From G. K. Rose, The Story of the 2/4th Oxfordshire and Buckinghamshire Light Infantry.
“The Battalion was not slow in playing its part. One of the early casualties was Lieutenant Moberly, who performed a daring daylight reconnaissance up to the German wire. He was wounded and with great difficulty and only through remarkable pluck regained our lines.”
29th April 1918
“At night another minor operation preceded the relief. Orders were given for B Company which held the right of the Battalion’s line, to seize the much-disputed Cepy Farm and hand it over to the incoming Berks. Moberly, who had recently rejoined his old Battalion, was in command of this enterprise. The farm was reached and duly occupied, but when the time for handing over to the Berks arrived our post was driven out by a strong party of the enemy.”
“John Stockton led B Company, and under him was Moberly.”
22nd / 23rd August 1917
Ground to which the advance had been carried with cost would not be lightly given up. Moberly, Company Sergeant-Major Cairns, and Guest–the latter by volunteering in daylight to run the gauntlet of the German snipers back to Headquarters–greatly distinguished themselves in the task of maintaining this exposed position during the night of August 22and throughout August 23.”
“Equally gallant was the fine stand made by the Oxfords on August 22 and 23, 1917, in front of Ypres. Captain Moberly and his brave comrades, surrounded by the enemy and completely isolated, stuck doggedly for 48 hours to the trench which
marked the furthest point of the Brigade’s objective.”
20th November 1917
“Cuthbert had devised a scheme, which Colonel Wetherall adopted and chose B Company, under Moberly, to carry out.”
“Wallington, the officer in command of the storming party, killed several Germans. As often, there was difficulty in finding the way back to our lines; in fact, Moberly, the commander of the raid, after some wandering in No-Man’s-Land, entered the trenches of a Scotch division upon our right. His appearance and comparative inability to speak their language made him a suspicious visitor to our kilted neighbours. Moberly rejoined his countrymen under escort.”
22nd March 1918.
“The Offoy garrison was despatched under Moberly, who was commanding the details of the I84th Brigade, including a hundred Oxfords. Moberly’s force comprised many administrative personnel. ‘What your men lack in numbers they must make up in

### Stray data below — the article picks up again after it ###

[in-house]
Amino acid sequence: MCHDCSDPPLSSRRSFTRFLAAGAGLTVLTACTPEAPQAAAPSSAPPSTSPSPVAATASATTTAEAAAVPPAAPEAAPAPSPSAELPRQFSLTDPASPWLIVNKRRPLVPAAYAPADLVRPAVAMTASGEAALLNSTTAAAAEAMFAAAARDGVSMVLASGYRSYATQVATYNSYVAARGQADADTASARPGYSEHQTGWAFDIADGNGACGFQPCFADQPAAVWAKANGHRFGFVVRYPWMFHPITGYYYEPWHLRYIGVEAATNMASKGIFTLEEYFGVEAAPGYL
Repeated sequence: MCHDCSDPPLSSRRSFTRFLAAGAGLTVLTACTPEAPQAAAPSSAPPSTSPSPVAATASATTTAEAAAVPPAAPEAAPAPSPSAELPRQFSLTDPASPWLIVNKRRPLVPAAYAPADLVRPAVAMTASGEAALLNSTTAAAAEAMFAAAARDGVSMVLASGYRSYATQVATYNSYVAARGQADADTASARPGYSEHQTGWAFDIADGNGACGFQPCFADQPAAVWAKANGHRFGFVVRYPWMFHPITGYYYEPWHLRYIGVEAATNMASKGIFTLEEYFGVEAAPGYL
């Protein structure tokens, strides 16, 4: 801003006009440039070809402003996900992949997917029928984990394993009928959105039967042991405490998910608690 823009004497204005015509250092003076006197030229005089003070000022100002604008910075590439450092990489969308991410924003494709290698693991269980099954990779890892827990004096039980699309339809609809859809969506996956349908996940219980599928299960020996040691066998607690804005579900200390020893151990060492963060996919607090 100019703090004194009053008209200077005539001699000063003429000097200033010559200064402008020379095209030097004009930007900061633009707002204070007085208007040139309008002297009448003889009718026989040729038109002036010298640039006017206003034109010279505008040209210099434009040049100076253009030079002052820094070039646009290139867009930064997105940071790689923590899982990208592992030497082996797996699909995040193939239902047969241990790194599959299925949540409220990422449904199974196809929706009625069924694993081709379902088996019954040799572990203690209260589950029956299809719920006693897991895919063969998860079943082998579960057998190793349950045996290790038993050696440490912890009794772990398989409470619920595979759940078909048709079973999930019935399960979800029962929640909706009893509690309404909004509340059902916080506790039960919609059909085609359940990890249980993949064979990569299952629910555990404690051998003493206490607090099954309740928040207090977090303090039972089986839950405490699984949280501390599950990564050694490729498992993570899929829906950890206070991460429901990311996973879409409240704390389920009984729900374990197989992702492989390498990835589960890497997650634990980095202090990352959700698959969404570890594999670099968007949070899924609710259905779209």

courage,’ was the Major-General’s encouragement.”
23rd March 1918
As always on these occasions, when officers of different services were thrown together, divided counsels were the result. Moberly, an officer who could have been relied upon to make the best of the situation, was wounded in the leg during a moonlight reconnaissance with Davenport.”
In 1914 Walter Hamilton Moberly wrote a book, Christian Conduct in War Time (1914). The book is freely available as a download from www.archive.org. I would love to know how Moberly’s views changed over the course of the war.
Biography of Sir Walter Hamilton Moberly
Sir Walter Hamilton Moberly, GBE, KCB, Kt, DSO (20 October 1881 – 31 January 1974) was a British academic.
The son of Rev. Robert Campbell Moberly, Moberly was educated at Winchester and New College, Oxford. He was later a lecturer in political science at the University of Aberdeen from 1905-06 and served in World War I with the Oxfordshire and Buckinghamshire Light Infantry, being twice mentioned in despatches.
After the war, he was professor of philosophy at the University of Birmingham from 1921-24, Principal of the University College of the South West of England from 1925-26, Vice-Chancellor of the University of Manchester from 1926-34, Chairman of the University Grants Committee from 1935-49 and Principal of St Catherine’s Foundation from 1949-55.
Moberly was also an author, having written such books as The Crisis in the University (1949) and The Ethics of Punishment.
Winchester College’s main library is named after him.